Unaware of unfolding events, Ver and Imelda attend wedding of a general’s son at Villamor Air Base. Ver is stunned when told. Marcos calls his three children to Malacañang. Enrile tells Sin: “I will be dead within one hour. I don’t want to die … If it is possible, do something. I’d still like to live.”
Ramos arrives at Aguinaldo after dialogue in his Alabang house with group called Cory Crusaders.
Ramos and Enrile hold press conference to announce withdrawal of support from Marcos. They say they are not out to seize power but to return it to the people in the person of Corazon Aquino, whom they recognize as the rightfully elected President.
They have less than 500 men and no air, armor or artillery equipment. Ramos moves to Crame across the street from Aguinaldo. Former AFP chief Romeo Espino, Brig. Gen. Ramon Farolan and Postmaster General Roilo Golez arrive at Aguinaldo.
Marcos remains in Palace study room with Fabian and Irwin Ver and Information Minister Gregorio Cendaña.
Ver orders military intelligence chief Brig. Gen. Fidel Singson to destroy Radio Veritas. Singson deploys men but orders them not to take offensive action. He prepares to join Ramos-Enrile forces.
Enrile ends phone conversation with Ver, with both adversaries agreeing not to attack tonight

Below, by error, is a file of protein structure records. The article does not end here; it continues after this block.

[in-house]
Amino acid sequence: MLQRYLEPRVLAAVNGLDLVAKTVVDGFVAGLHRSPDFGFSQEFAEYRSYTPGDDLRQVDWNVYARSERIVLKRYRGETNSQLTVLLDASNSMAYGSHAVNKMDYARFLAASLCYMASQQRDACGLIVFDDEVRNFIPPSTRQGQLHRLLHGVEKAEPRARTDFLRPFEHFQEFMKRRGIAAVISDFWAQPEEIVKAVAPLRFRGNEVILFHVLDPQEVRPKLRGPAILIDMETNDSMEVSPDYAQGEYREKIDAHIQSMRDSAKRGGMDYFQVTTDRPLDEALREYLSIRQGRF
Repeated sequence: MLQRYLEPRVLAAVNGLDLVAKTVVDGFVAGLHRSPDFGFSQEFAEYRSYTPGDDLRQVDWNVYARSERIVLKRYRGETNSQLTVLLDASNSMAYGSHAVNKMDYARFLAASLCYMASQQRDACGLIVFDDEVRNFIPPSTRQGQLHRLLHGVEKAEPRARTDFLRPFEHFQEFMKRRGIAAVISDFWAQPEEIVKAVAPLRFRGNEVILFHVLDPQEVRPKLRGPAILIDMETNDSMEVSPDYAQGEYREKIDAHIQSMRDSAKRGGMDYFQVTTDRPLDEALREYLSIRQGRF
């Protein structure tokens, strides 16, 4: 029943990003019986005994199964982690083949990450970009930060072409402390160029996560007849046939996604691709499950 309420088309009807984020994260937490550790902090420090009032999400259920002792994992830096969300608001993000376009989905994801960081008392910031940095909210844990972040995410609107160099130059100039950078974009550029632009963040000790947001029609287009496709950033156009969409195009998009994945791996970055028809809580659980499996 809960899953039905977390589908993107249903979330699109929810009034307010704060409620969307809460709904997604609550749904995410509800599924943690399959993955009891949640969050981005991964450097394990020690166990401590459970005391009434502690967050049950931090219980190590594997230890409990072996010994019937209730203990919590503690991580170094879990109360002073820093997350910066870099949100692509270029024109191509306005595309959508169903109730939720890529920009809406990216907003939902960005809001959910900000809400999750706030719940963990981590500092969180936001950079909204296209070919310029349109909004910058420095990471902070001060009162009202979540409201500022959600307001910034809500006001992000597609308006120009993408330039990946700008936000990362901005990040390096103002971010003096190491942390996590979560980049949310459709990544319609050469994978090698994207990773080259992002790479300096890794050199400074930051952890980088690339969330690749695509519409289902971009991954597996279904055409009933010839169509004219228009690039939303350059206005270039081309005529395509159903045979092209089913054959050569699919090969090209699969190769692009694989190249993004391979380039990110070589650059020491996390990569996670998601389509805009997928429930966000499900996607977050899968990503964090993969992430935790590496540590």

Col. Antonio Sotelo of Air Force 15th Strike Wing readies all five attack helicopters at Villamor in support of defectors.
Radio Veritas continues with blow-by-blow account of rebellion. Enrile and Aquino, who is secured in the Carmelite convent in Cebu City, have brief phone conversation.
In Malacañang, Imelda tells reporters of plot to kill her and Marcos at 12:30 a.m.
August Twenty-One Movement’s Agapito “Butz” Aquino, despite his group’s decision to wait, throws his support behind rebels and calls on volunteers to meet him at Isetann department store in Cubao preparatory to marching to Edsa.
Over Radio Veritas, Sin calls for public support of Enrile and Ramos.
Marcos announces over government-owned Channel 4 that he is in total control of situation and calls on Enrile and Ramos “to stop this stupidity and surrender so that we may negotiate.” He reports the thwarting of an attempt on his life by one of Imelda’s bodyguards in a conspiracy involving Enrile and Ramos and then proceeds to present the alleged assassin, Morales, who reads a supposed confession.
Nuns and seminarians of Bandila, a moderate coalition, are first to form human barricade around Crame. Superstar Nora Aunor arrives at Edsa.
Food starts arriving in response to Enrile’s appeal that while they are ready to die for country, they have no food for the troops.
Enrile tells Marcos over Radio Veritas: “Enough is enough, Mr. President. Your time is up. Do not miscalculate our strength now.”
Kris Aquino, then disco-hopping, is found after frantic search and reunited with her mother; both are taken to Carmelite convent.
Ver orders power and water lines at Aguinaldo and Crame cut, but he is ignored.
Crowd at Edsa swells.